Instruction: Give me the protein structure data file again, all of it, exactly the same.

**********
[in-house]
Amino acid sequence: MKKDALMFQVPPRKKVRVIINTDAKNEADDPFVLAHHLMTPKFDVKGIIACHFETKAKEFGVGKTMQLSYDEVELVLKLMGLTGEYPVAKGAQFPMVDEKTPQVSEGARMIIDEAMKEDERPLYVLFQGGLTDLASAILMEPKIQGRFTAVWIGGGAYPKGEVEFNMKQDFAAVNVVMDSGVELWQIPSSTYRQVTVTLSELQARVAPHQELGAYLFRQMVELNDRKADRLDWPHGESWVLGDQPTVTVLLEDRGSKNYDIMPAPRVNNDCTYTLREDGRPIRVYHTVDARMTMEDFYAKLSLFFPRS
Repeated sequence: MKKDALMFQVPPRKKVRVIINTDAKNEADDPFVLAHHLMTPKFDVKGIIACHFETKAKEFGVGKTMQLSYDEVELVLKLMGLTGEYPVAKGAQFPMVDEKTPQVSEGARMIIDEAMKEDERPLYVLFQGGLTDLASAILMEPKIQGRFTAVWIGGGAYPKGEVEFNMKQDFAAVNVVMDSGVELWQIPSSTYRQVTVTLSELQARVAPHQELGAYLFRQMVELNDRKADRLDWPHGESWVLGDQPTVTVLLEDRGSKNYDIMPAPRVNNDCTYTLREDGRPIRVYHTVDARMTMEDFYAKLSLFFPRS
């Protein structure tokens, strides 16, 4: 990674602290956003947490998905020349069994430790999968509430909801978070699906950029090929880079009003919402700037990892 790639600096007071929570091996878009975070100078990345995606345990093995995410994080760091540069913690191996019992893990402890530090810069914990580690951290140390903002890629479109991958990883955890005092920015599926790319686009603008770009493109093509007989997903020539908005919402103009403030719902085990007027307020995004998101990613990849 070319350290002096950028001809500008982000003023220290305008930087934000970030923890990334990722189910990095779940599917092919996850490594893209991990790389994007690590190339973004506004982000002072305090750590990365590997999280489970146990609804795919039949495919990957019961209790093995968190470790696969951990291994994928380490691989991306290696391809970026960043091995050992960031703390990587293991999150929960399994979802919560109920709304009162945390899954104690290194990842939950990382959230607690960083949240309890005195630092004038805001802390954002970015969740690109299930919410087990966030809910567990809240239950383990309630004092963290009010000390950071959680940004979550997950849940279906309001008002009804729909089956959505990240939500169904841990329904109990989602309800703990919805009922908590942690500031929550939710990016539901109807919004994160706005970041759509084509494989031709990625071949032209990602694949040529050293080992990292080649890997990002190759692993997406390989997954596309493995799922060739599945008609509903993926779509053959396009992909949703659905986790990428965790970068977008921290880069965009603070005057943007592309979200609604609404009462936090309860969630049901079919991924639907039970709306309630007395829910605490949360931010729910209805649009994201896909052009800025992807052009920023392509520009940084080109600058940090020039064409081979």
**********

[in-house]
Amino acid sequence: MKKDALMFQVPPRKKVRVIINTDAKNEADDPFVLAHHLMTPKFDVKGIIACHFETKAKEFGVGKTMQLSYDEVELVLKLMGLTGEYPVAKGAQFPMVDEKTPQVSEGARMIIDEAMKEDERPLYVLFQGGLTDLASAILMEPKIQGRFTAVWIGGGAYPKGEVEFNMKQDFAAVNVVMDSGVELWQIPSSTYRQVTVTLSELQARVAPHQELGAYLFRQMVELNDRKADRLDWPHGESWVLGDQPTVTVLLEDRGSKNYDIMPAPRVNNDCTYTLREDGRPIRVYHTVDARMTMEDFYAKLSLFFPRS
Repeated sequence: MKKDALMFQVPPRKKVRVIINTDAKNEADDPFVLAHHLMTPKFDVKGIIACHFETKAKEFGVGKTMQLSYDEVELVLKLMGLTGEYPVAKGAQFPMVDEKTPQVSEGARMIIDEAMKEDERPLYVLFQGGLTDLASAILMEPKIQGRFTAVWIGGGAYPKGEVEFNMKQDFAAVNVVMDSGVELWQIPSSTYRQVTVTLSELQARVAPHQELGAYLFRQMVELNDRKADRLDWPHGESWVLGDQPTVTVLLEDRGSKNYDIMPAPRVNNDCTYTLREDGRPIRVYHTVDARMTMEDFYAKLSLFFPRS
């Protein structure tokens, strides 16, 4: 990674602290956003947490998905020349069994430790999968509430909801978070699906950029090929880079009003919402700037990892 790639600096007071929570091996878009975070100078990345995606345990093995995410994080760091540069913690191996019992893990402890530090810069914990580690951290140390903002890629479109991958990883955890005092920015599926790319686009603008770009493109093509007989997903020539908005919402103009403030719902085990007027307020995004998101990613990849 070319350290002096950028001809500008982000003023220290305008930087934000970030923890990334990722189910990095779940599917092919996850490594893209991990790389994007690590190339973004506004982000002072305090750590990365590997999280489970146990609804795919039949495919990957019961209790093995968190470790696969951990291994994928380490691989991306290696391809970026960043091995050992960031703390990587293991999150929960399994979802919560109920709304009162945390899954104690290194990842939950990382959230607690960083949240309890005195630092004038805001802390954002970015969740690109299930919410087990966030809910567990809240239950383990309630004092963290009010000390950071959680940004979550997950849940279906309001008002009804729909089956959505990240939500169904841990329904109990989602309800703990919805009922908590942690500031929550939710990016539901109807919004994160706005970041759509084509494989031709990625071949032209990602694949040529050293080992990292080649890997990002190759692993997406390989997954596309493995799922060739599945008609509903993926779509053959396009992909949703659905986790990428965790970068977008921290880069965009603070005057943007592309979200609604609404009462936090309860969630049901079919991924639907039970709306309630007395829910605490949360931010729910209805649009994201896909052009800025992807052009920023392509520009940084080109600058940090020039064409081979």